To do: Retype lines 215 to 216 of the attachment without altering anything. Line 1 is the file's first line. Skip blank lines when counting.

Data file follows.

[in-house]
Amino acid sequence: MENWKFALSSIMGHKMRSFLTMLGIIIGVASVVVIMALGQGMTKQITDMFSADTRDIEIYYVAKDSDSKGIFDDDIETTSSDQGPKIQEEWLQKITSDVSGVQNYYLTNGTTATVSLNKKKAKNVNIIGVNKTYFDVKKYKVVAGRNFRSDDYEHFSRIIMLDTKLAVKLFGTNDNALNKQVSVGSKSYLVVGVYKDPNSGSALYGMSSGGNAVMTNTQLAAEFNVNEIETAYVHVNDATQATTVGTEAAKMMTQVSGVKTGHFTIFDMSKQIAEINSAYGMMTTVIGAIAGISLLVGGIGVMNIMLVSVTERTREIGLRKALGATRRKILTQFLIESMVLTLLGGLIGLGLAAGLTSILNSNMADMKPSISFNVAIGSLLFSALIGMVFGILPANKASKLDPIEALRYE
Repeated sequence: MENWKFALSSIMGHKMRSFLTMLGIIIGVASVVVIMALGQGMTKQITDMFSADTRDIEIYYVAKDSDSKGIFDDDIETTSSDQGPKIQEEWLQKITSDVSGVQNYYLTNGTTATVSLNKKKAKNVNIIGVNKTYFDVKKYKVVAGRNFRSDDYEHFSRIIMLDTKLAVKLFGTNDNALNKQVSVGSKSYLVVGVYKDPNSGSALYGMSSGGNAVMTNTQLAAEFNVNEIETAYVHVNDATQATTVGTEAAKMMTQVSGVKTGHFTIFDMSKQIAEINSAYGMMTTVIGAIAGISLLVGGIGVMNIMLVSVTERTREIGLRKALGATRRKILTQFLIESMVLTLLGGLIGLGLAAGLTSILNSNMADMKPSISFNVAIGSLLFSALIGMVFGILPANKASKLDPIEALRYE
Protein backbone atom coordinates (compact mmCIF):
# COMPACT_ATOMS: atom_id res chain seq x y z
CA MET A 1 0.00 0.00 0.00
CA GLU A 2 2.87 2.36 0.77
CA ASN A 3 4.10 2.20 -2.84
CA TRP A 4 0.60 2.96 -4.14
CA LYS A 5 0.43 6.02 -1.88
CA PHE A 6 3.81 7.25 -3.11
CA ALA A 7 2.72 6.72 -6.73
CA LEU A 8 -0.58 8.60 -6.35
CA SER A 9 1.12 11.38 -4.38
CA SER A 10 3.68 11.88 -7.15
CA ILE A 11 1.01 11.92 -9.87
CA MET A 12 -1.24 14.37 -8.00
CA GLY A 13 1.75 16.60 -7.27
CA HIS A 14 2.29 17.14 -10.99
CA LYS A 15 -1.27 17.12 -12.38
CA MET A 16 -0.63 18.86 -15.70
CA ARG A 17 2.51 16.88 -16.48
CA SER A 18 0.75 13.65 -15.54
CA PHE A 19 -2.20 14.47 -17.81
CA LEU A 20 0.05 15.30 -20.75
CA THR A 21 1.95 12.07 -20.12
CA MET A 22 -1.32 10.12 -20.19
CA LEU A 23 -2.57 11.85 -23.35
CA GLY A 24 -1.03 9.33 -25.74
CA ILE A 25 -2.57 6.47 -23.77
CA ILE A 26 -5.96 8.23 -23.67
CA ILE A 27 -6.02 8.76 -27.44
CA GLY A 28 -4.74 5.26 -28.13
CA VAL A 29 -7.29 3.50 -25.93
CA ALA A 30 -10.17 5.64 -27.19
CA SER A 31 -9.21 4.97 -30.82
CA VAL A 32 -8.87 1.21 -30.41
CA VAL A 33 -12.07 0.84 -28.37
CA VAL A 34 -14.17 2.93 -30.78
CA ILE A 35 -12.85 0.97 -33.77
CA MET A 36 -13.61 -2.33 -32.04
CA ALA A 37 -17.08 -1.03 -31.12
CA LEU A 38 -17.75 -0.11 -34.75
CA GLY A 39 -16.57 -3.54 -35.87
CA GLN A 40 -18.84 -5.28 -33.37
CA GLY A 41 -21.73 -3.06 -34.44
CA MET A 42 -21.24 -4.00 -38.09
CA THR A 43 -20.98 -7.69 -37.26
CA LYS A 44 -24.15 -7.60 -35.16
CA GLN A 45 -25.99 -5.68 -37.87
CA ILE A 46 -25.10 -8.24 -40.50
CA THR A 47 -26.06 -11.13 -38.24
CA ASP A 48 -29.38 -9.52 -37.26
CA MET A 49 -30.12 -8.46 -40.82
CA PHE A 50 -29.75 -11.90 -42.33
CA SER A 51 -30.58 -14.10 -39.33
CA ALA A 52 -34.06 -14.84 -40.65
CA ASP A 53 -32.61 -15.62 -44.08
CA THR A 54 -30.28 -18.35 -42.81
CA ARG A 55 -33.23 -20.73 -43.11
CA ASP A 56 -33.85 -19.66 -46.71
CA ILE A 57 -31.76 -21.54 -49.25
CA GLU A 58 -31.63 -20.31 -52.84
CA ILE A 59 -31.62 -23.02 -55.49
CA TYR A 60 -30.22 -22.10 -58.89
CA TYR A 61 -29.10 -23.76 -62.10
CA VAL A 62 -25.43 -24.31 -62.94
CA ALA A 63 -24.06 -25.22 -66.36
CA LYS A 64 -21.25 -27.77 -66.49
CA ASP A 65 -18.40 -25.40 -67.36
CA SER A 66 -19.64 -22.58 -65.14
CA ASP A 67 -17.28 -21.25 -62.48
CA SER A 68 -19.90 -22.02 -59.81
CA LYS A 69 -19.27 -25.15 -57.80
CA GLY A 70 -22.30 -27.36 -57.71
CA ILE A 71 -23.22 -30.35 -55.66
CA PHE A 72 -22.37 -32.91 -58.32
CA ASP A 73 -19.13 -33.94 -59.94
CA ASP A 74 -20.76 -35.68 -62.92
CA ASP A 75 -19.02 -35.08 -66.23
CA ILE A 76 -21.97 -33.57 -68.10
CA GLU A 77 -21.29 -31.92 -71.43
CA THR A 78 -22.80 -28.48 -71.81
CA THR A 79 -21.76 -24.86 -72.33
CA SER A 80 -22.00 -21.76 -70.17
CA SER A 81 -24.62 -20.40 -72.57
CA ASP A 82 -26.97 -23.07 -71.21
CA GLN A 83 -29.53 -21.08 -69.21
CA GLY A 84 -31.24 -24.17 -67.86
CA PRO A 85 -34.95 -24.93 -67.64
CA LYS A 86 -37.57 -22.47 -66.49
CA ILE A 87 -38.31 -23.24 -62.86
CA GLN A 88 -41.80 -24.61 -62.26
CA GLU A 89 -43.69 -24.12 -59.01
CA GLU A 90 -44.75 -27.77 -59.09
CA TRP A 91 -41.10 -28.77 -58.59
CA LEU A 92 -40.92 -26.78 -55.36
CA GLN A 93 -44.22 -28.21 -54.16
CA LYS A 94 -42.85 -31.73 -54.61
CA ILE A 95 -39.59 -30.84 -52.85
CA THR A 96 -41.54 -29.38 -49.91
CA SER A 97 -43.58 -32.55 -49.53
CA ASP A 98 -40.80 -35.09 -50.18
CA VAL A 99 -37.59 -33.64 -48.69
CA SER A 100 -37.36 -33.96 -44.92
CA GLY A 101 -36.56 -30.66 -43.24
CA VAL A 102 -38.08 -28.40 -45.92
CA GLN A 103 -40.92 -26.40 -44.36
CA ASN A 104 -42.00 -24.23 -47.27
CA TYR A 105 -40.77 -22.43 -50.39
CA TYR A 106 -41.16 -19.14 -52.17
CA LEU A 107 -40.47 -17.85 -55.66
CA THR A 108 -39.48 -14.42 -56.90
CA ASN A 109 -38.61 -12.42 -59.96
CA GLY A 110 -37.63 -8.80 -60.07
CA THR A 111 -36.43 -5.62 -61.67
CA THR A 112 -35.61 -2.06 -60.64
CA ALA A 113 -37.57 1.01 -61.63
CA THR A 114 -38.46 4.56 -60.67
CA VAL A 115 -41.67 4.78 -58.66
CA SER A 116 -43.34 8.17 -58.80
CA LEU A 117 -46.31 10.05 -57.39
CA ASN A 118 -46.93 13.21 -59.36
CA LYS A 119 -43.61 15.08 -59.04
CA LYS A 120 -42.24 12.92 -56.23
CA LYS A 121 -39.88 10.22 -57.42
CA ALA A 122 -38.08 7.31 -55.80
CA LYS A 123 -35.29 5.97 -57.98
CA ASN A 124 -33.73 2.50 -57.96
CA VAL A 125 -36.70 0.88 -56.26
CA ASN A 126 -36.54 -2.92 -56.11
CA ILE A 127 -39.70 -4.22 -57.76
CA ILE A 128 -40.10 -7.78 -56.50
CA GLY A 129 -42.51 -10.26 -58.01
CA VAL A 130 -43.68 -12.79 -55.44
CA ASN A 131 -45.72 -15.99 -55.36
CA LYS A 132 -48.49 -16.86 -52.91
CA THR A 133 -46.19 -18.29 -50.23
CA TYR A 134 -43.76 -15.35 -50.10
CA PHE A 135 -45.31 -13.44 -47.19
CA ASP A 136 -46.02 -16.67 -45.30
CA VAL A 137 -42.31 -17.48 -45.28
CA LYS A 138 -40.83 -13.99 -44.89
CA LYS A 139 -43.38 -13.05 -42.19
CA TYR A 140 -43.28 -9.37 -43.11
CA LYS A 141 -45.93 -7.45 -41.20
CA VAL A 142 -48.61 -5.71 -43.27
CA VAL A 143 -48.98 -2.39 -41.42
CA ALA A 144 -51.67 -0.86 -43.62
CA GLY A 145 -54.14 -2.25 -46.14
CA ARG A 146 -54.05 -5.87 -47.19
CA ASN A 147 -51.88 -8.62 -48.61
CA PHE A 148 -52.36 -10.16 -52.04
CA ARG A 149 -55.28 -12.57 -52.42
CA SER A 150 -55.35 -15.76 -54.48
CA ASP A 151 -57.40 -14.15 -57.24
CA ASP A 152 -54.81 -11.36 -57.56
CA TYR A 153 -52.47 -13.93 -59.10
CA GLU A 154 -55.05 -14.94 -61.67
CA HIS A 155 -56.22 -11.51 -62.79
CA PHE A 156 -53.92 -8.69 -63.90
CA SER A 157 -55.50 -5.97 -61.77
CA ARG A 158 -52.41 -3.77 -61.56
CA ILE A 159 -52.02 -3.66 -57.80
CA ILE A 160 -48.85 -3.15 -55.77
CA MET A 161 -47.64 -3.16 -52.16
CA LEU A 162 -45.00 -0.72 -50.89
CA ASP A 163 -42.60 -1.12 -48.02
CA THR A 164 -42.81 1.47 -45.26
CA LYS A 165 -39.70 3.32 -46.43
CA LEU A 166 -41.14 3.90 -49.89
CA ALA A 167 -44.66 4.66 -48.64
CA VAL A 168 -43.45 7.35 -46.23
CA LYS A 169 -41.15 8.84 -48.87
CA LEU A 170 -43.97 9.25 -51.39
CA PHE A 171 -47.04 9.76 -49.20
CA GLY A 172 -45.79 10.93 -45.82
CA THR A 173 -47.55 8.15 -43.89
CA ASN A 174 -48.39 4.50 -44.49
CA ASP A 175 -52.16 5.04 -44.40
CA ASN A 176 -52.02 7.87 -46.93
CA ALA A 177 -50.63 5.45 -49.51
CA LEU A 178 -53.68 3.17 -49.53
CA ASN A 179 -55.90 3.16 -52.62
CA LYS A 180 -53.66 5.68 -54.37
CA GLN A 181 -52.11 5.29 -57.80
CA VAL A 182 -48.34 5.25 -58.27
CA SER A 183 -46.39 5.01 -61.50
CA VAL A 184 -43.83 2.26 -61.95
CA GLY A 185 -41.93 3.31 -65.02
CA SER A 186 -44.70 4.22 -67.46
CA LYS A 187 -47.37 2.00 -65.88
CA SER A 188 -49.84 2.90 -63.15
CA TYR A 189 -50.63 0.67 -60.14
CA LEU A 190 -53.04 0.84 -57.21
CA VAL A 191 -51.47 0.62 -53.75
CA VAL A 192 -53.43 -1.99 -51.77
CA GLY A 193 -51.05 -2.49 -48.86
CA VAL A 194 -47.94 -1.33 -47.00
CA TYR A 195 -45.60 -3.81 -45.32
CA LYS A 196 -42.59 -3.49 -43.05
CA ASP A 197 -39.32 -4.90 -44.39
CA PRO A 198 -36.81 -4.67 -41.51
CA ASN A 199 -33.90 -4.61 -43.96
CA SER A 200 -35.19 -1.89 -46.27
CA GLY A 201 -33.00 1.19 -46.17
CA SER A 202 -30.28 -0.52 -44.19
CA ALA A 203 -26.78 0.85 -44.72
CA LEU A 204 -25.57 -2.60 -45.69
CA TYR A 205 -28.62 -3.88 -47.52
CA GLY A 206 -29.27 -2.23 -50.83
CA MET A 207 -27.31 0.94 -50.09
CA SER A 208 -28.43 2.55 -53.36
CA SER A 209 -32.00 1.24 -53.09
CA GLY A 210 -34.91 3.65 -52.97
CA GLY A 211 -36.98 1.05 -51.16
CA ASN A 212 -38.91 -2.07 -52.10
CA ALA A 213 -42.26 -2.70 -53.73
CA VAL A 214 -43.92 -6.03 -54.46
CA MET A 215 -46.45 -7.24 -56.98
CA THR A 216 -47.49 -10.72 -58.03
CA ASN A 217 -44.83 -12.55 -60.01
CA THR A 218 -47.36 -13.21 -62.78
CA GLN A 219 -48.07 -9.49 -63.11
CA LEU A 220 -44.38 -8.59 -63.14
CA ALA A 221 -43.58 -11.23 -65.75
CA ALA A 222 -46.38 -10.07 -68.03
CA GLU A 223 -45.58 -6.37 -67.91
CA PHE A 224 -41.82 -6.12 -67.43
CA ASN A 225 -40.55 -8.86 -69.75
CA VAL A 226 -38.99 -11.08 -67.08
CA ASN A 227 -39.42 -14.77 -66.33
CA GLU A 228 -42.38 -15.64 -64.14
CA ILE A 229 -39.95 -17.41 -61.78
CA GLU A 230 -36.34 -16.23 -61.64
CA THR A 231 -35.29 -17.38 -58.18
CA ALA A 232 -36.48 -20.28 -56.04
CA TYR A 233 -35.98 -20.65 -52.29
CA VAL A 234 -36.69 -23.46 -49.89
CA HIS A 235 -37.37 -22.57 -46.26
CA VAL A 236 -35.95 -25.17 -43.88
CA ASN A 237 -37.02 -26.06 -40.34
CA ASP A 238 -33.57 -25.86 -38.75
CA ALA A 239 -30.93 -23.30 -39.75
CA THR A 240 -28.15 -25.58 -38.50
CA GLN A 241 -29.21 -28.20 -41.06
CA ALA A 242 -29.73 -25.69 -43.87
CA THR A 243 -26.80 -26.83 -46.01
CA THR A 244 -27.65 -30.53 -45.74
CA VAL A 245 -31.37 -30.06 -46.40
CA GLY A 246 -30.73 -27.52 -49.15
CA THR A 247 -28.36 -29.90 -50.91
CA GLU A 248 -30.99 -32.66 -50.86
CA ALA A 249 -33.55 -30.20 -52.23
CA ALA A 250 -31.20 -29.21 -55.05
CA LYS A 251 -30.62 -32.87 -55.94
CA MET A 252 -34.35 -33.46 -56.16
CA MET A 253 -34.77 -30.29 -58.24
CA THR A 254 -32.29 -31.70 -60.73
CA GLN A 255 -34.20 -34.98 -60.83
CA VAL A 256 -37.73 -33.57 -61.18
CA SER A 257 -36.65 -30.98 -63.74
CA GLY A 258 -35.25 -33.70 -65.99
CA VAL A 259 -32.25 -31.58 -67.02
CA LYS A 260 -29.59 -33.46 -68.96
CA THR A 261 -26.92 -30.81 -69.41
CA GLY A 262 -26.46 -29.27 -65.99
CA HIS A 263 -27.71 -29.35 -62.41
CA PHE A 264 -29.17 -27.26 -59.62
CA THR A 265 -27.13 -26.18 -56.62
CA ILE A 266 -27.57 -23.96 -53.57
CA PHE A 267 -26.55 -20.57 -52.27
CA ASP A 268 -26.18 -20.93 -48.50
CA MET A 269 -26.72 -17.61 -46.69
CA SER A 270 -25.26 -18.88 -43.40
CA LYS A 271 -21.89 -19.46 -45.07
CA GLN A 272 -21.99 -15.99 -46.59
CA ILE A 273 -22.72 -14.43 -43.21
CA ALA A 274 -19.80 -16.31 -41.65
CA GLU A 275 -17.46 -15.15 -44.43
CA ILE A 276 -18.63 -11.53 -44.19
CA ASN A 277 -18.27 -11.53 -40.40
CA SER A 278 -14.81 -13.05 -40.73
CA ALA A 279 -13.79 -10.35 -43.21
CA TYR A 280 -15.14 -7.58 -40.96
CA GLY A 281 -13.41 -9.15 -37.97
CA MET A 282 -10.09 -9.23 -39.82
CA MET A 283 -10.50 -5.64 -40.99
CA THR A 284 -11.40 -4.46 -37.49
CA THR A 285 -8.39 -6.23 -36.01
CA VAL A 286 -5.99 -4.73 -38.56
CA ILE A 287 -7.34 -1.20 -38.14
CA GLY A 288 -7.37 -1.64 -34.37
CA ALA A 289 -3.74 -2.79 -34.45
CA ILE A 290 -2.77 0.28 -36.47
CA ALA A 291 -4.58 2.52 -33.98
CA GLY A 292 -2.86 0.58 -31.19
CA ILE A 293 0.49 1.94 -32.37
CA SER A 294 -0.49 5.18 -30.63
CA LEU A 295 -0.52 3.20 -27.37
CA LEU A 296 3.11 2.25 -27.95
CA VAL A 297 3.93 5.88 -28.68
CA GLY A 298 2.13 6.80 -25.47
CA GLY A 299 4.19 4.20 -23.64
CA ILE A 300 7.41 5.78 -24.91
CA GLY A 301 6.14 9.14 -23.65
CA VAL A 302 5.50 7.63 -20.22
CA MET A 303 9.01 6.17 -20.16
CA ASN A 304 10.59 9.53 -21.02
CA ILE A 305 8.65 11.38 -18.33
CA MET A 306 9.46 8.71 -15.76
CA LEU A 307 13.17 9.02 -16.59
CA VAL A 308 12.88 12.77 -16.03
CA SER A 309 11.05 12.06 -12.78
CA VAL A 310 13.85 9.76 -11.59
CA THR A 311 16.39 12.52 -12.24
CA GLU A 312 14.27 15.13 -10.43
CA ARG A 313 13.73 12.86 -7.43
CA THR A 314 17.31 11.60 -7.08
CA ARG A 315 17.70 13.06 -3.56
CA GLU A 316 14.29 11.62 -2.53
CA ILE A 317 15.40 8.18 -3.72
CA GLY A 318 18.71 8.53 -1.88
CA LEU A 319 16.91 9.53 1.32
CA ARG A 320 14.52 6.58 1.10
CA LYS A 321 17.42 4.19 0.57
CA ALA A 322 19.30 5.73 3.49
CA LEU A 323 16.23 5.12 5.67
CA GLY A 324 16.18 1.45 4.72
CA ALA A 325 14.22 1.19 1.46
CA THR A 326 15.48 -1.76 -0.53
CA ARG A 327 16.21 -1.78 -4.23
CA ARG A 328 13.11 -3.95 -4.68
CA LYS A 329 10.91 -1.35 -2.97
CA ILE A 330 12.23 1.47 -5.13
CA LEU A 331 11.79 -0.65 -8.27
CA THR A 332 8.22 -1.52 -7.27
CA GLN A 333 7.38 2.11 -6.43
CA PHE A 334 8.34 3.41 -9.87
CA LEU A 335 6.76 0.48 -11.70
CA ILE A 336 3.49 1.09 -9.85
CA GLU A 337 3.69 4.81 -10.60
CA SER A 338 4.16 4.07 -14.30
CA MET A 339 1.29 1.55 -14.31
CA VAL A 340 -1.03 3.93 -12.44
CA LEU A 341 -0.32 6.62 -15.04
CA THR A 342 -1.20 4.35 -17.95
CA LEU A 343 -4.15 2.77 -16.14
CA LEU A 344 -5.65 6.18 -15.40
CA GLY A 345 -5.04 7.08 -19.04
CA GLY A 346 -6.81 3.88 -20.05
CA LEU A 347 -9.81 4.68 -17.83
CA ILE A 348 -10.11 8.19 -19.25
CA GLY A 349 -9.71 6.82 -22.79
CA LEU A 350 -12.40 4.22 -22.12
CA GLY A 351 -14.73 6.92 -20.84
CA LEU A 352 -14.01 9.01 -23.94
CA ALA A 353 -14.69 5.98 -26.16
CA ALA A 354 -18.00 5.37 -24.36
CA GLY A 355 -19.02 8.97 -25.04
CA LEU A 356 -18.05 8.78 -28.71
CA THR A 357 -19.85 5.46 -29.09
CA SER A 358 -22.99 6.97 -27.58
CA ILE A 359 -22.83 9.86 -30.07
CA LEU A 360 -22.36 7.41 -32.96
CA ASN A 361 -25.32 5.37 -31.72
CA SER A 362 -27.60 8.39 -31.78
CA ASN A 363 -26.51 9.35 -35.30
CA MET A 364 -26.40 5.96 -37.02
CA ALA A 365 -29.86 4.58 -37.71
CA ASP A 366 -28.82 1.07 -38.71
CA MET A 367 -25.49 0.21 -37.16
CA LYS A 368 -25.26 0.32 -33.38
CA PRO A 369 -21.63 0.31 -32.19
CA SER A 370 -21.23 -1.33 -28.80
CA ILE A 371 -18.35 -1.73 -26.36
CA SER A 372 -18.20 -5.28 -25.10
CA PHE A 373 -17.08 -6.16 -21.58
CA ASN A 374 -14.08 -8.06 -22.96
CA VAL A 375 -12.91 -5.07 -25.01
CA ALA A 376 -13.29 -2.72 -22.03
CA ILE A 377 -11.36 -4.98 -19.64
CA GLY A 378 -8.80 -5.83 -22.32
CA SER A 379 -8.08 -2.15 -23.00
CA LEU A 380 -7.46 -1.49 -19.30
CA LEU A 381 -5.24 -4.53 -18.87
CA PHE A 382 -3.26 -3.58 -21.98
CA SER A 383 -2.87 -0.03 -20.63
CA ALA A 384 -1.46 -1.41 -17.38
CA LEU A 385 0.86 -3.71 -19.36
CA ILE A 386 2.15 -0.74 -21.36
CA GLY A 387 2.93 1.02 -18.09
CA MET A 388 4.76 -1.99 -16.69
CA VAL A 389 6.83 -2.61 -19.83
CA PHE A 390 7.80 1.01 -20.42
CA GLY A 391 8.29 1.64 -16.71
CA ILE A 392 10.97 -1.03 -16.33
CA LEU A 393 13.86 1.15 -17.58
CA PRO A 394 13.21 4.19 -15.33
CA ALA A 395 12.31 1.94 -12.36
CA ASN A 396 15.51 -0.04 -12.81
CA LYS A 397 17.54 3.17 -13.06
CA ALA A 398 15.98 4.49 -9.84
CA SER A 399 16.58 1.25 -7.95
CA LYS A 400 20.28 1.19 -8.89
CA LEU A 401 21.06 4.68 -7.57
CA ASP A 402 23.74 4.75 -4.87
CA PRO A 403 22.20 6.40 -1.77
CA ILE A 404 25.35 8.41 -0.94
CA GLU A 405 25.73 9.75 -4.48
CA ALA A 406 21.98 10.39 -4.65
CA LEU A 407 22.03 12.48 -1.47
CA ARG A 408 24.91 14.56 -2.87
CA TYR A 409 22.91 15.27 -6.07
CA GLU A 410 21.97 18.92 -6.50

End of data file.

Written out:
CA GLY A 210 -34.91 3.65 -52.97
CA GLY A 211 -36.98 1.05 -51.16